• Amazon announced the opening of its newest Amazon Go store yesterday - the first to be opened in the Los Angeles market, and the second (after one in Mill Creek, Washington) to feature a suburb-centric format.
The suburban concept is larger than the urban Go stores - a total of 4,100 square feet, with 2,150 square feet in front of house. The format also features a "Made-to-Order kitchen which offers nearly 30 freshly prepared breakfast and lunch items for customers to choose from or customize – available all day and at prices they can feel good about. The Made-to-Order kitchen offers breakfast bowls, sandwiches and burritos, hot and cold deli sandwiches, salads, and wraps." However, the suburban concept also has the checkout-free, Just Walk Out technology pioneered in the original Amazon Go stores.
A third suburban store is slated to be opened in Torrance, California, "soon," according to the company.
• The Wall Street Journal reports that "a union election at an Amazon.com Inc. facility in upstate New York has been scheduled for October, setting up another company showdown with activist workers trying to build on a watershed union victory earlier this year.
"The vote at the facility near Albany is to be held in person between Oct. 12 and 17, according to the company. A group of workers affiliated with the Amazon Labor Union filed for the election in August, after what has been an up-and-down year for ALU organizers following a successful union bid in April at a company facility in Staten Island, a borough of New York City.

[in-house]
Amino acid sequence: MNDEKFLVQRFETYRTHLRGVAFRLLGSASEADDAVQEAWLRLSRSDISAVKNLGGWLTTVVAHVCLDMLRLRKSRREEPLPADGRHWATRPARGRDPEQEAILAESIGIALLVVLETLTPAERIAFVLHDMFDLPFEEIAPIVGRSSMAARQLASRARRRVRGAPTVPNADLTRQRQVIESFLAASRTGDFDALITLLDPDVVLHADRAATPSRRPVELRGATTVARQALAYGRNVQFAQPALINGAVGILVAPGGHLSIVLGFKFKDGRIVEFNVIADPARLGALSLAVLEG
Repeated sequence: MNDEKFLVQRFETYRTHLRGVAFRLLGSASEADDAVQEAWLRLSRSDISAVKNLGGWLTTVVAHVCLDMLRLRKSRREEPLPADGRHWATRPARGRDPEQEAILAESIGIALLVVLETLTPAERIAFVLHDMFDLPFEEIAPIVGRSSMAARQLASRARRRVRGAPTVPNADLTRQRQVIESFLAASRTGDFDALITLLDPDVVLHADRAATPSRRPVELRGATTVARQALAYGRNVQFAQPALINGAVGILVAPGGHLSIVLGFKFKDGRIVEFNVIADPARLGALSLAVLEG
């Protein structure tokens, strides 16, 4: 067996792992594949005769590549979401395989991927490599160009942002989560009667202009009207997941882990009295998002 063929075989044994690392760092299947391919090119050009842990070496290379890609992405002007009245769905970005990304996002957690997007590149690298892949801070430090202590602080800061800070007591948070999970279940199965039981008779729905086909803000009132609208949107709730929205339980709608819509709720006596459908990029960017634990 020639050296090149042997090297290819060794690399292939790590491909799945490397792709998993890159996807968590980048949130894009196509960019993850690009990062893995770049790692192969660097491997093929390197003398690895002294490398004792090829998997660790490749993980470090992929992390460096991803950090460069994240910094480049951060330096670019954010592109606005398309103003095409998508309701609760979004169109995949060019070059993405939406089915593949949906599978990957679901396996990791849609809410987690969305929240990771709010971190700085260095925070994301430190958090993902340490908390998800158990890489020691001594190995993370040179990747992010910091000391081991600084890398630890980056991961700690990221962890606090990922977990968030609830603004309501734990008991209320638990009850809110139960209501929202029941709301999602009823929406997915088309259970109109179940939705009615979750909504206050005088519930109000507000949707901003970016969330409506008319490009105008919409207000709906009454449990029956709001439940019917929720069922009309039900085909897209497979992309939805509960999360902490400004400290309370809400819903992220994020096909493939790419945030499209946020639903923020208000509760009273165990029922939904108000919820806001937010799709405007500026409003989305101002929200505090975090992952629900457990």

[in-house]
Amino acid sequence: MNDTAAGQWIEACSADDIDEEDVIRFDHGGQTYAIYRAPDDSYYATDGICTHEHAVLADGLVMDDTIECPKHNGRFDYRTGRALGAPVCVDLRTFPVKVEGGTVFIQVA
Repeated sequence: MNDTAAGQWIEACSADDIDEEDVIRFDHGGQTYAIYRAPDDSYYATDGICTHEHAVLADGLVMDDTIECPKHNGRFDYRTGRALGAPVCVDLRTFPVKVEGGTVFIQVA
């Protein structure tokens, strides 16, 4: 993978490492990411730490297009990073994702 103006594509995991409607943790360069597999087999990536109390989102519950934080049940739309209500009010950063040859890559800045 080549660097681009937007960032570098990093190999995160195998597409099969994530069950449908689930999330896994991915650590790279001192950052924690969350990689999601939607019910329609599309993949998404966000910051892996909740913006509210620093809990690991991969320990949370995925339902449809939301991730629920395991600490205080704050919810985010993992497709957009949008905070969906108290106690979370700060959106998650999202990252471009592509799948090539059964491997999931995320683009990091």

"The National Labor Relations Board recently said organizers had proved they had enough support to request an election."
• The Harvard Crimson reports that Harvard University has launched a three-year research partnership with Amazon Web Services (AWS) that "aims to promote research into quantum networking — a method of sending and receiving digital information — at the Harvard Quantum Initiative … It will increase funding for faculty-led projects and allow more students to get involved in research efforts."
“The collaborative initiative between AWS and Harvard will harness top research talent to explore quantum networking today and establish a framework to develop the quantum workforce of the future,” Antia Lamas-Linares, quantum networking lead at AWS, said in a prepared statement.